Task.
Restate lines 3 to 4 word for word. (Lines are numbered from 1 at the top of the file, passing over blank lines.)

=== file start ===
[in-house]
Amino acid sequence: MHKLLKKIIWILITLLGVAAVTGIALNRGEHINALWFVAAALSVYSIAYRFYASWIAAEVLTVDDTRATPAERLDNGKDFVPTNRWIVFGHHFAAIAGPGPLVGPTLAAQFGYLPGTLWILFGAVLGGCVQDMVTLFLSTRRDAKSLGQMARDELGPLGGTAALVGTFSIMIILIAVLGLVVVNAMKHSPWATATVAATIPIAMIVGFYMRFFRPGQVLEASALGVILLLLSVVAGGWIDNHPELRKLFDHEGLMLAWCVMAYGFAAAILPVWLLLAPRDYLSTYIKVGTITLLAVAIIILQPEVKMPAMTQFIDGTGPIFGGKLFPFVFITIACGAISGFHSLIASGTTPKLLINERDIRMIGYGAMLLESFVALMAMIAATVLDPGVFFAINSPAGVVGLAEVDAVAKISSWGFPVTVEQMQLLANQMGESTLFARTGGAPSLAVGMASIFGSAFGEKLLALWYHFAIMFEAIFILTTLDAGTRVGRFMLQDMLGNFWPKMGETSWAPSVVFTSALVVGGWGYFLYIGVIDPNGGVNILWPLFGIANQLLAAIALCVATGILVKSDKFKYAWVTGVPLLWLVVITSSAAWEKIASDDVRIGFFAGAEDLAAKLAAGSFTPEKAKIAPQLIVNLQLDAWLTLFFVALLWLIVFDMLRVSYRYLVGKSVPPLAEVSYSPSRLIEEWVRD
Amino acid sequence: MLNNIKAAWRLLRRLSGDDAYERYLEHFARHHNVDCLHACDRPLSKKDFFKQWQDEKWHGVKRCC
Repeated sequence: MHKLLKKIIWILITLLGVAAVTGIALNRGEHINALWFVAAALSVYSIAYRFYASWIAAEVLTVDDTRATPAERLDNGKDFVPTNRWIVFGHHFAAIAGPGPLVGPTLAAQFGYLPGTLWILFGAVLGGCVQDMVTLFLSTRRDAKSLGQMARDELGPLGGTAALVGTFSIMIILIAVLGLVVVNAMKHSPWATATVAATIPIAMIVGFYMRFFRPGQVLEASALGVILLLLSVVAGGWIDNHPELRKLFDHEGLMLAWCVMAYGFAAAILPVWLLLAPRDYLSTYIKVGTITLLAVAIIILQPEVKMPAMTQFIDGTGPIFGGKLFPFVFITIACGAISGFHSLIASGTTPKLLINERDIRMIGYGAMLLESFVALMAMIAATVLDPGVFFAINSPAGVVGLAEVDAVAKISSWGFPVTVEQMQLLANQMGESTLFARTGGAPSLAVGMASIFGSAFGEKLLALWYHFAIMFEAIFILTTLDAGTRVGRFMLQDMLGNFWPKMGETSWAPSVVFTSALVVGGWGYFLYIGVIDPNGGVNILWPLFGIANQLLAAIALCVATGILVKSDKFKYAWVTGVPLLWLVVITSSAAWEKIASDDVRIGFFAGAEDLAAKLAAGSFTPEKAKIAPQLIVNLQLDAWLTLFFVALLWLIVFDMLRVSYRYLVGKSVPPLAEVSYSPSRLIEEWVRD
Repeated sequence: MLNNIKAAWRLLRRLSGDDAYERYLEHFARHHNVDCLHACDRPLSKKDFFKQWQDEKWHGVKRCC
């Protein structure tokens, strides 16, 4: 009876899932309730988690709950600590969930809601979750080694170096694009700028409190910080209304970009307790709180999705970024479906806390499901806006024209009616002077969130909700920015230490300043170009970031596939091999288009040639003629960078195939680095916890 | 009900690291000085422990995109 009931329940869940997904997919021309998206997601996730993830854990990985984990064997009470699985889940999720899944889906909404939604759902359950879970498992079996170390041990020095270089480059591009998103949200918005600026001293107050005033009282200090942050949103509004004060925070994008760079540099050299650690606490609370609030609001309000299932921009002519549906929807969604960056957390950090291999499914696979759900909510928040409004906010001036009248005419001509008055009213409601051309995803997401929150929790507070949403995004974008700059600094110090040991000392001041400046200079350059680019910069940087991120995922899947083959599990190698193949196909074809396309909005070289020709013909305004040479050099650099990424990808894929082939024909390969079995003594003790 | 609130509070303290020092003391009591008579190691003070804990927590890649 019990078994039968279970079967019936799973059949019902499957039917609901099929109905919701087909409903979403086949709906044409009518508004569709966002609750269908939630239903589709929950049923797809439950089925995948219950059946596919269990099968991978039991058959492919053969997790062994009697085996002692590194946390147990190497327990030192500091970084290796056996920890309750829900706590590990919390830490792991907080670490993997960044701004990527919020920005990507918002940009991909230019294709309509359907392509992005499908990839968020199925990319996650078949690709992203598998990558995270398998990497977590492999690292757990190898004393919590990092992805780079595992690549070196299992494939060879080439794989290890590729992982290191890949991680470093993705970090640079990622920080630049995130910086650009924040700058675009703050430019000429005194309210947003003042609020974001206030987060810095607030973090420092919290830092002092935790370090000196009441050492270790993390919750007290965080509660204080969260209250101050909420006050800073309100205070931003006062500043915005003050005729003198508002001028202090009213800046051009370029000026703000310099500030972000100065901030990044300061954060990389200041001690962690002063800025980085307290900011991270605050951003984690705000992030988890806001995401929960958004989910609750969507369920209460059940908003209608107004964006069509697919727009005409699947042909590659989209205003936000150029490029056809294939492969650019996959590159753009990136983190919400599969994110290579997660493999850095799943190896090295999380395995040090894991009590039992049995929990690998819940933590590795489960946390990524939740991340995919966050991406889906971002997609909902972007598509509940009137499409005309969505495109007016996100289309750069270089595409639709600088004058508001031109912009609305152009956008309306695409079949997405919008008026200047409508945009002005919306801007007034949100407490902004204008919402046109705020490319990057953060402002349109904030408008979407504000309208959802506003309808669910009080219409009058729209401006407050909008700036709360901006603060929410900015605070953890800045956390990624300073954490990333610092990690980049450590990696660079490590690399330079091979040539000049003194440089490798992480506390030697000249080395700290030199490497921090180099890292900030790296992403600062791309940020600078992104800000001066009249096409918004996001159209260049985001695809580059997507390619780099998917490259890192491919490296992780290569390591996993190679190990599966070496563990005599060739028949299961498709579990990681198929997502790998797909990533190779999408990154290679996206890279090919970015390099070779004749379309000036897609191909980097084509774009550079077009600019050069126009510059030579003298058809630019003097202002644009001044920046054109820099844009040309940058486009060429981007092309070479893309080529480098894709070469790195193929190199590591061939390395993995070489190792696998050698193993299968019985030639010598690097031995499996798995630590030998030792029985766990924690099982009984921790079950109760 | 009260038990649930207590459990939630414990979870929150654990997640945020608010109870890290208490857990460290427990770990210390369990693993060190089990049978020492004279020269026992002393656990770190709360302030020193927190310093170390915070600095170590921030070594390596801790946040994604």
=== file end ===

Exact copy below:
Amino acid sequence: MLNNIKAAWRLLRRLSGDDAYERYLEHFARHHNVDCLHACDRPLSKKDFFKQWQDEKWHGVKRCC
Repeated sequence: MHKLLKKIIWILITLLGVAAVTGIALNRGEHINALWFVAAALSVYSIAYRFYASWIAAEVLTVDDTRATPAERLDNGKDFVPTNRWIVFGHHFAAIAGPGPLVGPTLAAQFGYLPGTLWILFGAVLGGCVQDMVTLFLSTRRDAKSLGQMARDELGPLGGTAALVGTFSIMIILIAVLGLVVVNAMKHSPWATATVAATIPIAMIVGFYMRFFRPGQVLEASALGVILLLLSVVAGGWIDNHPELRKLFDHEGLMLAWCVMAYGFAAAILPVWLLLAPRDYLSTYIKVGTITLLAVAIIILQPEVKMPAMTQFIDGTGPIFGGKLFPFVFITIACGAISGFHSLIASGTTPKLLINERDIRMIGYGAMLLESFVALMAMIAATVLDPGVFFAINSPAGVVGLAEVDAVAKISSWGFPVTVEQMQLLANQMGESTLFARTGGAPSLAVGMASIFGSAFGEKLLALWYHFAIMFEAIFILTTLDAGTRVGRFMLQDMLGNFWPKMGETSWAPSVVFTSALVVGGWGYFLYIGVIDPNGGVNILWPLFGIANQLLAAIALCVATGILVKSDKFKYAWVTGVPLLWLVVITSSAAWEKIASDDVRIGFFAGAEDLAAKLAAGSFTPEKAKIAPQLIVNLQLDAWLTLFFVALLWLIVFDMLRVSYRYLVGKSVPPLAEVSYSPSRLIEEWVRD